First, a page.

# Why initialize SHA1 with specific buffer?

SHA-1 is initialize with a specific buffer:

h0 = 0x67452301
h1 = 0xEFCDAB89
h3 = 0x10325476
h4 = 0xC3D2E1F0?


Why?

The initial values to a Merkle–Damgård type hash function are essentially the plaintext to a block cipher, with the input to the hash function becoming the key. The maximum length of the hash is determined by the amount of bits of initial value. Five 32-bit words gives SHA1 a state size and maximum output of 160 bits. In order for an MD type hash function to output a consistent value, the initial values must be constant.

The first 4 values are those used in MD4 and MD5. They are represented in big-endian format. If represented in little-endian, it can be seen it is a simple 4-bit counter starting at 0000, maxing out at 1111, then stepping back in reverse, in groups of 32 bits:

 0111 0110 0101 0100 0011 0010 0001 0000 = LE 0x76543210 = BE 0x67452301
 1111 1110 1101 1100 1011 1010 1001 1000 = LE 0xFEDCBA98 = BE 0xEFCDAB89
 1000 1001 1010 1011 1100 1101 1110 1111 = LE 0x89ABCDEF = BE 0x98BADCFE
 0000 0001 0010 0011 0100 0101 0110 0111 = LE 0x01234567 = BE 0x10325476

The final big-endian value is an incrementing counter from 1100 for odd 4-bit groups, and a decrementing counter from 0011 for even groups.

These are called Nothing Up My Sleeve numbers, and are chosen as a way of proving the constants are not specially chosen, such as to provide a backdoor to the algorithm. As per figlesquidge's comment as to why these are not simply 0 bits, the average hamming weight of the entire set of initial values is 0.5, half the bits are 1 and half are 0.

The round constants for SHA-1 were also chosen not to be "special", but are generated quite differently. They take the square root of a number in binary, then the first 32 bits, including those before the decimal place, become the round constant. This is the same method used to generate the two round constants for MD4.

0x5A827999 = $$\sqrt2$$
0x6ED9EBA1 = $$\sqrt3$$
0x8F1BBCDC = $$\sqrt5$$
0xCA62C1D6 = $$\sqrt{10}$$

The design criteria for the first 2 round constants was specified in the original MD4 paper as well as the RFC. The initial value choice was never defined nor explained, most likely because of the obviousness of the pattern. The choices of initial values and round constants were not explained in FIPS-180-1 and later revisions. It is interesting that they chose 10 to generate the final round constant rather than 7, as it is not prime.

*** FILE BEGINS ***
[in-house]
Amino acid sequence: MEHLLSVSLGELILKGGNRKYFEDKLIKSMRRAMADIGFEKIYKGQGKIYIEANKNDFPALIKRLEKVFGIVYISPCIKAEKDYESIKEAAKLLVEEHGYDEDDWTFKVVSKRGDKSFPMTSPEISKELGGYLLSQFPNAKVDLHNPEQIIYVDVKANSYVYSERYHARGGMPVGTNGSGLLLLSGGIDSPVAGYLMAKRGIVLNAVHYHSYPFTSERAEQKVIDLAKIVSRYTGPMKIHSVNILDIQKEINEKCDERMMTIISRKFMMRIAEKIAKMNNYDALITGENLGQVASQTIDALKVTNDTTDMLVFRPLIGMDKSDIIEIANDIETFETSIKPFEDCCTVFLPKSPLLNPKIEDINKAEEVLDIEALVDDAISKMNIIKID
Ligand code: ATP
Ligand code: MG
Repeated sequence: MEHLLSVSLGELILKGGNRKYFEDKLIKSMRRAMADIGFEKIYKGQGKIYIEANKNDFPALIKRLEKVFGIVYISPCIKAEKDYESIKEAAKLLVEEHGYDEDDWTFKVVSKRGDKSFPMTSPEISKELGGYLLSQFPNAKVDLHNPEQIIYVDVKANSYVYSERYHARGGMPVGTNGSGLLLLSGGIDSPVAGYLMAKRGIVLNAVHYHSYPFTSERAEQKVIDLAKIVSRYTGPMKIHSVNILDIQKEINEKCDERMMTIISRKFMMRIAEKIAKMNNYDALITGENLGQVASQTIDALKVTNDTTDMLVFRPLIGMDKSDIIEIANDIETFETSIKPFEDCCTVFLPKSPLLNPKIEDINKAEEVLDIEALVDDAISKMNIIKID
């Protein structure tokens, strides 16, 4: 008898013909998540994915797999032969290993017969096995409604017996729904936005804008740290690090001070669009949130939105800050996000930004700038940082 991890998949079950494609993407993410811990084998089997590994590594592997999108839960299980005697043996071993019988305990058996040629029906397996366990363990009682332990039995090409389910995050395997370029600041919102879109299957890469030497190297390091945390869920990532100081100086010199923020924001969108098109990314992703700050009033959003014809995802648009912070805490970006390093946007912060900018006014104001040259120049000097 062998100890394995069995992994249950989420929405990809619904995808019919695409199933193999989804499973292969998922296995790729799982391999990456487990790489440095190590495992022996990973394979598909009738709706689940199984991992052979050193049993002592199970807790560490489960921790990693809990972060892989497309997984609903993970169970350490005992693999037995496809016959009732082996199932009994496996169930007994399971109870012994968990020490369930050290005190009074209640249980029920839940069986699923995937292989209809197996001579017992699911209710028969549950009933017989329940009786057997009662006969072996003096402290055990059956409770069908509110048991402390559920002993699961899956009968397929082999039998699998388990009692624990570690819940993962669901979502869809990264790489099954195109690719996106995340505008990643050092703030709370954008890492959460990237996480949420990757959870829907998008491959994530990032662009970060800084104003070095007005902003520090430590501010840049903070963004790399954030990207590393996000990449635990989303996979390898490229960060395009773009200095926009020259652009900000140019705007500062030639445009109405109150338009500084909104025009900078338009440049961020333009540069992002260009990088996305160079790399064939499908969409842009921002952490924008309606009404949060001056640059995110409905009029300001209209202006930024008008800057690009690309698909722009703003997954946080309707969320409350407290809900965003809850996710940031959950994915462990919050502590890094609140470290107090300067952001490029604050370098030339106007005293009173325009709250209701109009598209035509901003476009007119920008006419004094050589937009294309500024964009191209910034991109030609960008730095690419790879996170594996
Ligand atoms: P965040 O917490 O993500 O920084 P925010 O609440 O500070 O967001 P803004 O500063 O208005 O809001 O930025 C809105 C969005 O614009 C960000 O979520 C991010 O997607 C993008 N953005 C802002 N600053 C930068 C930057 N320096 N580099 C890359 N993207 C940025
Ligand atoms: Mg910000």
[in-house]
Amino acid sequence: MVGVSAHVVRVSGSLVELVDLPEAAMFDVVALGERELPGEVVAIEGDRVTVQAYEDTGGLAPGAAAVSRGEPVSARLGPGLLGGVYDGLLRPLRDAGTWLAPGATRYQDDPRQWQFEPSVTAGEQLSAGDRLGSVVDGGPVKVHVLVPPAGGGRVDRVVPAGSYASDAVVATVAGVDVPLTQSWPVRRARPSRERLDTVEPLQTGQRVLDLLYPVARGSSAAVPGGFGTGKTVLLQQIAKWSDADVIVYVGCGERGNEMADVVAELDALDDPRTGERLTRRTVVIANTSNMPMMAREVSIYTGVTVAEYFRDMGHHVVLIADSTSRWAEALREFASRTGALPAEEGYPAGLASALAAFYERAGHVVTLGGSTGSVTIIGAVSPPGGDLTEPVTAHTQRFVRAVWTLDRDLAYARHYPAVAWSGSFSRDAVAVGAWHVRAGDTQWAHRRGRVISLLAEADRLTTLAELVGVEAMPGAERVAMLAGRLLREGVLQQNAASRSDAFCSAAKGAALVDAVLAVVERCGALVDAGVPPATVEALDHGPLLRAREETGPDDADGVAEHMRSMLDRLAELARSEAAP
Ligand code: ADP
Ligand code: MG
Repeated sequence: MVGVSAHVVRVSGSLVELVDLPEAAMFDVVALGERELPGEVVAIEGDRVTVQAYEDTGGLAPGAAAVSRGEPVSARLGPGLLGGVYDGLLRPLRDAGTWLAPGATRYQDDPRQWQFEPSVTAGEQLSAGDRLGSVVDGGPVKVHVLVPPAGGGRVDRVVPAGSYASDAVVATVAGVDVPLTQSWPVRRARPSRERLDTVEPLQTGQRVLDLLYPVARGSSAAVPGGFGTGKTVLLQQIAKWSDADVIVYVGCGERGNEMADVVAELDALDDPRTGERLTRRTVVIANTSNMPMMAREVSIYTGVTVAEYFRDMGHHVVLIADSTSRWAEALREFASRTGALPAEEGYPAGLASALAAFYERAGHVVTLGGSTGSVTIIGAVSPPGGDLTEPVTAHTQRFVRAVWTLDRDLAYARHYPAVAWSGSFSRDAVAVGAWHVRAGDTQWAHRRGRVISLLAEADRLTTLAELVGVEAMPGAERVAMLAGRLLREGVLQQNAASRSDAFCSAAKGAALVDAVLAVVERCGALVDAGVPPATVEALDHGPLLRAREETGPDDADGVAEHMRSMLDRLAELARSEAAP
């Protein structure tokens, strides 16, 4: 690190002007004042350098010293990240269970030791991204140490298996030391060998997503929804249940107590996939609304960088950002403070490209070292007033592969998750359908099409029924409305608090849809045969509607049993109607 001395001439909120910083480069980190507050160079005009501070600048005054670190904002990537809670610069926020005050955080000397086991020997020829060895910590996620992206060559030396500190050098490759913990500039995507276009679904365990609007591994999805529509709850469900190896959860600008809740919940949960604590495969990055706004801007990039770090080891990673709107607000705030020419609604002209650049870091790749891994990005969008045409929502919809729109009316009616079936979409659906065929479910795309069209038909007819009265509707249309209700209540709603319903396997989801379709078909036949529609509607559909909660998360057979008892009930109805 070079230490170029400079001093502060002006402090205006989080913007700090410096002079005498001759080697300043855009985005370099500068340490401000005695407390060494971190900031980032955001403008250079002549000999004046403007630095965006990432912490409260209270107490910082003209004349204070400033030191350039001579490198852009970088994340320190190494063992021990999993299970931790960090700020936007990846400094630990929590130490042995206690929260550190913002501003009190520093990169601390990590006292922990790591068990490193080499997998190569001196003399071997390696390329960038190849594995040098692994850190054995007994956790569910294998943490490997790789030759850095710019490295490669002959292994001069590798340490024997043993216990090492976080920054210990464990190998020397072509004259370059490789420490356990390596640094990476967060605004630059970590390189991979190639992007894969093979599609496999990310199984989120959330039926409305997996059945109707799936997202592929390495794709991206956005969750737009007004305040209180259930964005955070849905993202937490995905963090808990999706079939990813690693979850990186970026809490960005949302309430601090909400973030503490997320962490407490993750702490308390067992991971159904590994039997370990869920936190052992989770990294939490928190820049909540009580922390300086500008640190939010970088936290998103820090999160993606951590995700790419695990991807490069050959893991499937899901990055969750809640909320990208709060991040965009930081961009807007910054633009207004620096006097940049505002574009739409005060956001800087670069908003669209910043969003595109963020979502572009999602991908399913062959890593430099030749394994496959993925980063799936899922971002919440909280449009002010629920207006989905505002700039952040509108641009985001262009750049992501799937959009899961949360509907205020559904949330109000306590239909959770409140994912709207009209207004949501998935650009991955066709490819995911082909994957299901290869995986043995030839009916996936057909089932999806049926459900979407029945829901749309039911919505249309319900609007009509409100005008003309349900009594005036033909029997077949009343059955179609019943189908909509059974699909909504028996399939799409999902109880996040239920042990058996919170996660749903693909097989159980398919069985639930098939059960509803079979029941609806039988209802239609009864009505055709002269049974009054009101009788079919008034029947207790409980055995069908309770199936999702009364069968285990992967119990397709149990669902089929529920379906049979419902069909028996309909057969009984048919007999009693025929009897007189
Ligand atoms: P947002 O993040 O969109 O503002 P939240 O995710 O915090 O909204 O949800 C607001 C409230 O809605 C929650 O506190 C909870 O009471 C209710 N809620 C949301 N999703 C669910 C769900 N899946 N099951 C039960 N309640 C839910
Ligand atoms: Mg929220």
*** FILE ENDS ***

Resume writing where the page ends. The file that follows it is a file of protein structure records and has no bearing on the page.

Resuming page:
One possible explanation for the choice of $$\sqrt{10}$$ instead of $$\sqrt7$$ might be that $$\sqrt{10}$$, along with the other three constants, are the only square roots given in the "Tables of Numerical Quantities", Appendix A Table 2 (ocatal representations), in Donald Knuth’s The Art of Computer Programming, Vol. 2: Seminumerical Algorithms, Second Edition (1981), p. 660, which is referenced in the original RFC 1320 to MD4 (on p. 4) as the source for the constants. In the Third Edition (1997) of the book, these are found on page 727.

SHA-2 (256 and 512 bit digests) in comparison uses the fractional component (after the decimal place only) of the square root of sequential primes 2 to 19 for initial values, and the fractional component of the cube roots of sequential primes 2 to 311 for round constants.

• Why are they not simply zero'd? – Cryptographeur Oct 25 '13 at 15:26
• @user8911 I suppose they wanted an equal distribution of 1 and 0 bits, which is what they got. Algorithms with better key variability or larger states probably do not have this requirement. SHA256 has 53.1% of IV bits set, SHA224 = 50.8%, SHA384 = 49.8%, SHA512 = 53.9%. – Richie Frame Oct 29 '13 at 5:25
• Thanks. I turned my comment into its own question here – Cryptographeur Oct 29 '13 at 10:04
• Page 726 in the Third Edition of TAoCP Vol 2. – Iiridayn Oct 4 '19 at 19:26
• @Iiridayn thank you, I will add an addendum for the 3rd addition – Richie Frame Oct 4 '19 at 23:39

If the question is 'why are those variables initialized at all', well, that's because those values will be used as inputs to the initial SHA-1 compression function; they must be consistent values; otherwise, the resulting hash will be different (depending on what values were used).

If the question is 'why are those specific values used (rather than other values)', I don't believe NIST ever formally published that reasoning. However, those values in hexadecimal follow a pattern; this implies that they were unlikely to be chosen with some special property in mind.

• What do you mean by consistent values? – Justin Thomas Aug 29 '16 at 17:15
• @JustinThomas: in a hash function, it is assumed that anyone with the message can compute the hash of that message. So, in SHA-1, if people used different values for h0-h4, the resulting hash would be different. Hence, the values two different (say Alice and Bob) need to be consistent, that is, they start with the same initial state; so that if they compute the hash of the same message, they get the same result – poncho Aug 29 '16 at 17:42
• Ah yeah, I just didn't follow the why not zero logic, other than what was said above about a distribution of 0s and 1s. That seemed so obvious I would have never thought to say it, thanks for the response! – Justin Thomas Aug 30 '16 at 15:32